The COVID-19 pandemic has us questioning what facial and beauty services are classified as “essential”. Vaia Pappas, from Vaia Beauty, shares what you need to know amid the latest lockdown rules.
At the time of writing, beauty services like hairdressers, eyebrow stylists and facials are operating as “essential services” under the latest government guidelines, and so are open for business as usual. For a bit of perspective, some of the “non-essentials: services that have been ordered to close include gyms, restaurants, cafes, sporting venues and cinemas.
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But that doesn’t mean self-isolation and social distancing goes out the window. In fact, it’s more important than ever. So before you head in for your monthly facial, here’s what a beauty therapist wants you to know.
Think twice before heading to your appointment
It’s not just your own safety you need to worry about. If you’re feeling unwell or have been exposed to those who may be unwell it’s important for you to self-isolate. If you’re under quarantine you cannot leave the house. Yep, it’s a weird feeling but currently it’s the law.
Working from home may make it feel like you have more time on your hands for all of the ‘me time’ appointments but if it’s not urgent or a high priority then it’s worth thinking twice before making an appointment.
“We are asking clients the important questions like, ‘have you travelled or been in contact with someone who has travelled in the last two weeks?’ ‘Do you feel unwell?’ If the answer is ‘yes’ then it is an automatic ‘we can’t treat you’,” explains Vaia Pappas from Sydney-based clinic Vaia Beauty.
Requirements from your salon
Every salon and spa is different, but it’s important to know that the Australian Government’s Department of Health is offering an online course in Infection Control Training for COVID-19 so they’re equipped with the knowledge and tools to create a safe space for both staff and clients.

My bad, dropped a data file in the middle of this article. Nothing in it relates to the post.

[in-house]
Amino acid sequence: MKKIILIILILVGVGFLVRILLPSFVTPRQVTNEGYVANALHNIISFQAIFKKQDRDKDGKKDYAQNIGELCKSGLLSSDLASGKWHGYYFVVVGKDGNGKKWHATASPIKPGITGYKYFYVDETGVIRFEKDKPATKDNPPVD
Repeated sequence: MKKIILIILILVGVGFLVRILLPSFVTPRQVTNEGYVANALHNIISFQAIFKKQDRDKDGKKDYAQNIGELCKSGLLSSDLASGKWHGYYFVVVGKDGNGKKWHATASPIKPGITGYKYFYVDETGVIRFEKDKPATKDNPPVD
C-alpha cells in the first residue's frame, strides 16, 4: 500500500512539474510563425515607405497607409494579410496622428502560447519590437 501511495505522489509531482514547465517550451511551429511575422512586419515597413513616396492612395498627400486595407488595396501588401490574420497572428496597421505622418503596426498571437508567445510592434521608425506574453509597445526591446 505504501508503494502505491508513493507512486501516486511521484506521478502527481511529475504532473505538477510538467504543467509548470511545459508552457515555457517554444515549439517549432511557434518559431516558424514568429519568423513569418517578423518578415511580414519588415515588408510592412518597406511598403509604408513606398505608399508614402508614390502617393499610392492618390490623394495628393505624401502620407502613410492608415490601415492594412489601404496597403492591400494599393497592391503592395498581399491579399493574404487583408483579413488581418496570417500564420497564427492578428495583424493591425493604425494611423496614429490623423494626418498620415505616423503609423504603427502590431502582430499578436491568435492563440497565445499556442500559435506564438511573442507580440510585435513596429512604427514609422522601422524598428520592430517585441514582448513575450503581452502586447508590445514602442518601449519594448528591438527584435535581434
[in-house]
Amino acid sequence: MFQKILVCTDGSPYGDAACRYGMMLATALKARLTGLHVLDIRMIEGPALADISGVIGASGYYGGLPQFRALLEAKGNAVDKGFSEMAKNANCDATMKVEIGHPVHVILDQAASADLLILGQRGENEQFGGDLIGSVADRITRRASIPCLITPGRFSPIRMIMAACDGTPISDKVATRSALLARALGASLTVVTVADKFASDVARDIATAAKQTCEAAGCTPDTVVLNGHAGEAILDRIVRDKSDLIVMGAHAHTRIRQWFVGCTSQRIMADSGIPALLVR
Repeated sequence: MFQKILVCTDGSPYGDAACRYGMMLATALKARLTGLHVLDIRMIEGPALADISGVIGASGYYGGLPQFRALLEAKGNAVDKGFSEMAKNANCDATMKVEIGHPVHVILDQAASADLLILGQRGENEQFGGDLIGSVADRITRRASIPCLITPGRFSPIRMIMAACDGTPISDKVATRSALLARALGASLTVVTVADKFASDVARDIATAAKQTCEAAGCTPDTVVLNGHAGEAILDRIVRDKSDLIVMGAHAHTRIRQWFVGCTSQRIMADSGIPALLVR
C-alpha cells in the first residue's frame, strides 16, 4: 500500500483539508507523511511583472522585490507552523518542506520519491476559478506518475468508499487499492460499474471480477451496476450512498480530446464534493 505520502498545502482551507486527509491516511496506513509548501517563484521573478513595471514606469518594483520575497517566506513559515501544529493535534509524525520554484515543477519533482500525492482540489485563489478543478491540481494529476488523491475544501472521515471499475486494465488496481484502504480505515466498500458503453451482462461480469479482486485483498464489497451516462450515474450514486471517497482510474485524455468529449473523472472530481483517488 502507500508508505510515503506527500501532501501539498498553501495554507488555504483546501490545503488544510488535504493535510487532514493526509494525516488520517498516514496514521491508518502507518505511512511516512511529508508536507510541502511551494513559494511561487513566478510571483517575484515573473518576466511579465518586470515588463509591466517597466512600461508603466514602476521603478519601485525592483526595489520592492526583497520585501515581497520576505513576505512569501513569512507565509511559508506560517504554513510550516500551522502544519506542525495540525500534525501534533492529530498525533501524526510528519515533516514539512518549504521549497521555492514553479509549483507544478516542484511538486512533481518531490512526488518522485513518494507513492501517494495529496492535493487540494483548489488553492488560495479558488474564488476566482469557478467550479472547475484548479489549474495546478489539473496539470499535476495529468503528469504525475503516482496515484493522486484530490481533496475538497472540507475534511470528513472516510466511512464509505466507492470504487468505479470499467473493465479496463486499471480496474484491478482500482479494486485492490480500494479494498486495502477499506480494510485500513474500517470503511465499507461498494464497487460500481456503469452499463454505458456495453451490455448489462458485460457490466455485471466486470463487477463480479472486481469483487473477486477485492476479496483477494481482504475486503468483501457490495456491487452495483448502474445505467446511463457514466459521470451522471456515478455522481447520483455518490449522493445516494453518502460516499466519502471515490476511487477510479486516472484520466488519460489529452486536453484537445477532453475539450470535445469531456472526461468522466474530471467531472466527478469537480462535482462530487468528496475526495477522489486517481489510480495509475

“From this week I’ll be taking temperatures at the door. COVID-19 requires community responsibility and it is my duty of care to keep staff, myself and community members safe,” says Pappas. “Door handles are being sterilised, as are the phones and eftpos machine, and every time we use a product it gets a wipe down with medical grade alcohol wipes.”
“Essential oils are being diffused throughout the clinic which possess anti-bacterial and anti-pathogenic properties not only to purify the air quality but also for the added sense of well being for our customers who, like everyone else are on high alert.”
“You should be able to judge the hygiene levels of a clinic from the minute you walk in,” says Pappas. Your therapist should be wearing gloves, letting you know that everything is sterile, not recycling towels and wearing masks and providing a safe and hygienic environment for all customers.”
Other ways to support your local
At this point, heading to an appointment is your own personal preference, but keep in mind the rules around self-isolation, particularly if you think you’ve been exposed to the virus or are around those who may be more prone to being affected.
“Clients should keep their appointments, however, if they feel unwell or too worried to come in they should cancel and maybe purchase themselves some new skincare over the phone or a gift voucher for their future visit,” says Pappas.
“This ensures that small businesses don’t collapse during this time. We are so important for the Australian economy. In 2018, the beauty sector employed over 120,700 workers. For many, we are healers, therapists or just that place to go to feel good. The human touch is so desperately needed by all to survive, only now it will have to be with gloves.”
Try to DIY
If you’re isolating or prefer to DIY, Pappas recommends calling your skin therapist for an at-home routine recommendation as well as turning to ingestibles. “As a Naturopath and beauty therapist, wellness and preventative medicine is my philosophy. We are prescribing lots of zinc, vitamin C, herbal tonics and bone broth,” she says. “Getting as much vitamin D as possible has never been so important, reducing processed food consumption and replacing it with fresh fruit and vegetables can help, too.”
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